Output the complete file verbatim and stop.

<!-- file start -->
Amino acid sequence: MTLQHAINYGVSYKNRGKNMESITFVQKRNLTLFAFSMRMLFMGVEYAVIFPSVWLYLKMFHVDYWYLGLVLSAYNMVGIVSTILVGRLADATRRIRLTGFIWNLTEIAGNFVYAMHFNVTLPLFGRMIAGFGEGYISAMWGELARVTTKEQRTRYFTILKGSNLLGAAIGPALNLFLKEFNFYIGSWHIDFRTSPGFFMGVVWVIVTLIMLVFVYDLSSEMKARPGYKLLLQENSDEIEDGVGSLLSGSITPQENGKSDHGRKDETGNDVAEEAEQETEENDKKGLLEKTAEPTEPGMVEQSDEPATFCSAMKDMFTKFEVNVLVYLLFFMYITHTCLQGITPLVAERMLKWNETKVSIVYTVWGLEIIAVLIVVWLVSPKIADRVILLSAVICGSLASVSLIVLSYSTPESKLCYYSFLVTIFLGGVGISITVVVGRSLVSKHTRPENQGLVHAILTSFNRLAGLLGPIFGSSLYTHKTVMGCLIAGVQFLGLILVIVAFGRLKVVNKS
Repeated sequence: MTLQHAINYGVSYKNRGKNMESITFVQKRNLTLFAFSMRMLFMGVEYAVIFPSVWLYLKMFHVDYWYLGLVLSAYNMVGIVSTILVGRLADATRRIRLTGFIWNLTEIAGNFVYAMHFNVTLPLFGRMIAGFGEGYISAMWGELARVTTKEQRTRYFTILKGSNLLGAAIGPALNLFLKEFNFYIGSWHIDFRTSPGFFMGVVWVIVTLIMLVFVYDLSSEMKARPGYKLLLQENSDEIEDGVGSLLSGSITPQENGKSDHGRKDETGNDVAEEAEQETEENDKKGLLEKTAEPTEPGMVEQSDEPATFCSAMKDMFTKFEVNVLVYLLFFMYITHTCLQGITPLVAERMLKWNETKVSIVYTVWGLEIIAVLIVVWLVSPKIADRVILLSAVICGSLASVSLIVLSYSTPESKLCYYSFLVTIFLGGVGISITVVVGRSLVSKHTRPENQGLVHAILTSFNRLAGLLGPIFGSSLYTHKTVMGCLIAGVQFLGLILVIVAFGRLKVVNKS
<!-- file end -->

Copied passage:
Amino acid sequence: MTLQHAINYGVSYKNRGKNMESITFVQKRNLTLFAFSMRMLFMGVEYAVIFPSVWLYLKMFHVDYWYLGLVLSAYNMVGIVSTILVGRLADATRRIRLTGFIWNLTEIAGNFVYAMHFNVTLPLFGRMIAGFGEGYISAMWGELARVTTKEQRTRYFTILKGSNLLGAAIGPALNLFLKEFNFYIGSWHIDFRTSPGFFMGVVWVIVTLIMLVFVYDLSSEMKARPGYKLLLQENSDEIEDGVGSLLSGSITPQENGKSDHGRKDETGNDVAEEAEQETEENDKKGLLEKTAEPTEPGMVEQSDEPATFCSAMKDMFTKFEVNVLVYLLFFMYITHTCLQGITPLVAERMLKWNETKVSIVYTVWGLEIIAVLIVVWLVSPKIADRVILLSAVICGSLASVSLIVLSYSTPESKLCYYSFLVTIFLGGVGISITVVVGRSLVSKHTRPENQGLVHAILTSFNRLAGLLGPIFGSSLYTHKTVMGCLIAGVQFLGLILVIVAFGRLKVVNKS
Repeated sequence: MTLQHAINYGVSYKNRGKNMESITFVQKRNLTLFAFSMRMLFMGVEYAVIFPSVWLYLKMFHVDYWYLGLVLSAYNMVGIVSTILVGRLADATRRIRLTGFIWNLTEIAGNFVYAMHFNVTLPLFGRMIAGFGEGYISAMWGELARVTTKEQRTRYFTILKGSNLLGAAIGPALNLFLKEFNFYIGSWHIDFRTSPGFFMGVVWVIVTLIMLVFVYDLSSEMKARPGYKLLLQENSDEIEDGVGSLLSGSITPQENGKSDHGRKDETGNDVAEEAEQETEENDKKGLLEKTAEPTEPGMVEQSDEPATFCSAMKDMFTKFEVNVLVYLLFFMYITHTCLQGITPLVAERMLKWNETKVSIVYTVWGLEIIAVLIVVWLVSPKIADRVILLSAVICGSLASVSLIVLSYSTPESKLCYYSFLVTIFLGGVGISITVVVGRSLVSKHTRPENQGLVHAILTSFNRLAGLLGPIFGSSLYTHKTVMGCLIAGVQFLGLILVIVAFGRLKVVNKS